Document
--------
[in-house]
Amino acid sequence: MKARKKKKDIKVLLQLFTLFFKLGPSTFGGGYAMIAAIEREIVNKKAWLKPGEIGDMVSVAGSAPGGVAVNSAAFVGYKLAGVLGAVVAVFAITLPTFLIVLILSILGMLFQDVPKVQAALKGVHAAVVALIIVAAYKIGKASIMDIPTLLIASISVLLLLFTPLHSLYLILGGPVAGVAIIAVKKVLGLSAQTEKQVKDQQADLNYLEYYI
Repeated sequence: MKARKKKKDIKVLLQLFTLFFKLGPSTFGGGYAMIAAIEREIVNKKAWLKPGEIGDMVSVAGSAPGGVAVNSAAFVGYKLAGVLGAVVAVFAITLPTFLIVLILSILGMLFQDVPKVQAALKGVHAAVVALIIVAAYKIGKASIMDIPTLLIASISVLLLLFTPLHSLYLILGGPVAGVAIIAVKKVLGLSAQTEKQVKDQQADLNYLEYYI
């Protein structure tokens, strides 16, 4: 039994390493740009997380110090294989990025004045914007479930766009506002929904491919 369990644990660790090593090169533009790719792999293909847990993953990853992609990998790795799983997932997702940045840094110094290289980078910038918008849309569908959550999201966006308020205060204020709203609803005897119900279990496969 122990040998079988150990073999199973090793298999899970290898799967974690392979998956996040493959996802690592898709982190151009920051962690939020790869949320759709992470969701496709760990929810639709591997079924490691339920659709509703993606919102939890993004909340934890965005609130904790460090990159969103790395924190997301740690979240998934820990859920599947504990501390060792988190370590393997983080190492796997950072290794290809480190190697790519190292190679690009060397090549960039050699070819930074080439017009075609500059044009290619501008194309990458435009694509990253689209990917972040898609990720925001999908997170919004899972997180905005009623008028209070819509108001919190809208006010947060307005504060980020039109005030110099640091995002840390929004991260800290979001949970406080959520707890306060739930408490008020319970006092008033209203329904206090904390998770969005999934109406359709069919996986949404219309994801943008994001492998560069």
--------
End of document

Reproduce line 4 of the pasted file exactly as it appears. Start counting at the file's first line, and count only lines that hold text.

């Protein structure tokens, strides 16, 4: 039994390493740009997380110090294989990025004045914007479930766009506002929904491919 369990644990660790090593090169533009790719792999293909847990993953990853992609990998790795799983997932997702940045840094110094290289980078910038918008849309569908959550999201966006308020205060204020709203609803005897119900279990496969 122990040998079988150990073999199973090793298999899970290898799967974690392979998956996040493959996802690592898709982190151009920051962690939020790869949320759709992470969701496709760990929810639709591997079924490691339920659709509703993606919102939890993004909340934890965005609130904790460090990159969103790395924190997301740690979240998934820990859920599947504990501390060792988190370590393997983080190492796997950072290794290809480190190697790519190292190679690009060397090549960039050699070819930074080439017009075609500059044009290619501008194309990458435009694509990253689209990917972040898609990720925001999908997170919004899972997180905005009623008028209070819509108001919190809208006010947060307005504060980020039109005030110099640091995002840390929004991260800290979001949970406080959520707890306060739930408490008020319970006092008033209203329904206090904390998770969005999934109406359709069919996986949404219309994801943008994001492998560069």